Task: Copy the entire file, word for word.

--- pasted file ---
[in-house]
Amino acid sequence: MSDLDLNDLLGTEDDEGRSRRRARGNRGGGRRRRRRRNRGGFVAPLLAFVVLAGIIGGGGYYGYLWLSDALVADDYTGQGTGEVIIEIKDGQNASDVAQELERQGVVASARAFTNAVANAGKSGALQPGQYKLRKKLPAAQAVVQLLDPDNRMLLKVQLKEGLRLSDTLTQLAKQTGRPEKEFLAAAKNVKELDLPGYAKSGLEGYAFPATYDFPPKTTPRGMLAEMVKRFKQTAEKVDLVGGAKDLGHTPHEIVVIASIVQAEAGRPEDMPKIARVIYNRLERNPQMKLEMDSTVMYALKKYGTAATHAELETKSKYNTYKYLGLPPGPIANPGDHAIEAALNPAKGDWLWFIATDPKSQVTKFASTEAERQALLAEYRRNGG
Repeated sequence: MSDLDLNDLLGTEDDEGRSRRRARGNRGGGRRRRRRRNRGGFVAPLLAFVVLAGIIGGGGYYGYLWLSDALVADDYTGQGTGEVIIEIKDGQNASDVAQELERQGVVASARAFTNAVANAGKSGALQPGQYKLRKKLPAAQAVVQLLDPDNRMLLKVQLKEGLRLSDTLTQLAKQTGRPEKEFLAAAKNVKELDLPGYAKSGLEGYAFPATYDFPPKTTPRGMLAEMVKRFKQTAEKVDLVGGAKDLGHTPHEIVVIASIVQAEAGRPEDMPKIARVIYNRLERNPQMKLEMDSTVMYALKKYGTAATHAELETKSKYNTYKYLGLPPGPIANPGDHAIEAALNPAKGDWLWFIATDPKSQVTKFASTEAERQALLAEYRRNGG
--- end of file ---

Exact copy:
[in-house]
Amino acid sequence: MSDLDLNDLLGTEDDEGRSRRRARGNRGGGRRRRRRRNRGGFVAPLLAFVVLAGIIGGGGYYGYLWLSDALVADDYTGQGTGEVIIEIKDGQNASDVAQELERQGVVASARAFTNAVANAGKSGALQPGQYKLRKKLPAAQAVVQLLDPDNRMLLKVQLKEGLRLSDTLTQLAKQTGRPEKEFLAAAKNVKELDLPGYAKSGLEGYAFPATYDFPPKTTPRGMLAEMVKRFKQTAEKVDLVGGAKDLGHTPHEIVVIASIVQAEAGRPEDMPKIARVIYNRLERNPQMKLEMDSTVMYALKKYGTAATHAELETKSKYNTYKYLGLPPGPIANPGDHAIEAALNPAKGDWLWFIATDPKSQVTKFASTEAERQALLAEYRRNGG
Repeated sequence: MSDLDLNDLLGTEDDEGRSRRRARGNRGGGRRRRRRRNRGGFVAPLLAFVVLAGIIGGGGYYGYLWLSDALVADDYTGQGTGEVIIEIKDGQNASDVAQELERQGVVASARAFTNAVANAGKSGALQPGQYKLRKKLPAAQAVVQLLDPDNRMLLKVQLKEGLRLSDTLTQLAKQTGRPEKEFLAAAKNVKELDLPGYAKSGLEGYAFPATYDFPPKTTPRGMLAEMVKRFKQTAEKVDLVGGAKDLGHTPHEIVVIASIVQAEAGRPEDMPKIARVIYNRLERNPQMKLEMDSTVMYALKKYGTAATHAELETKSKYNTYKYLGLPPGPIANPGDHAIEAALNPAKGDWLWFIATDPKSQVTKFASTEAERQALLAEYRRNGG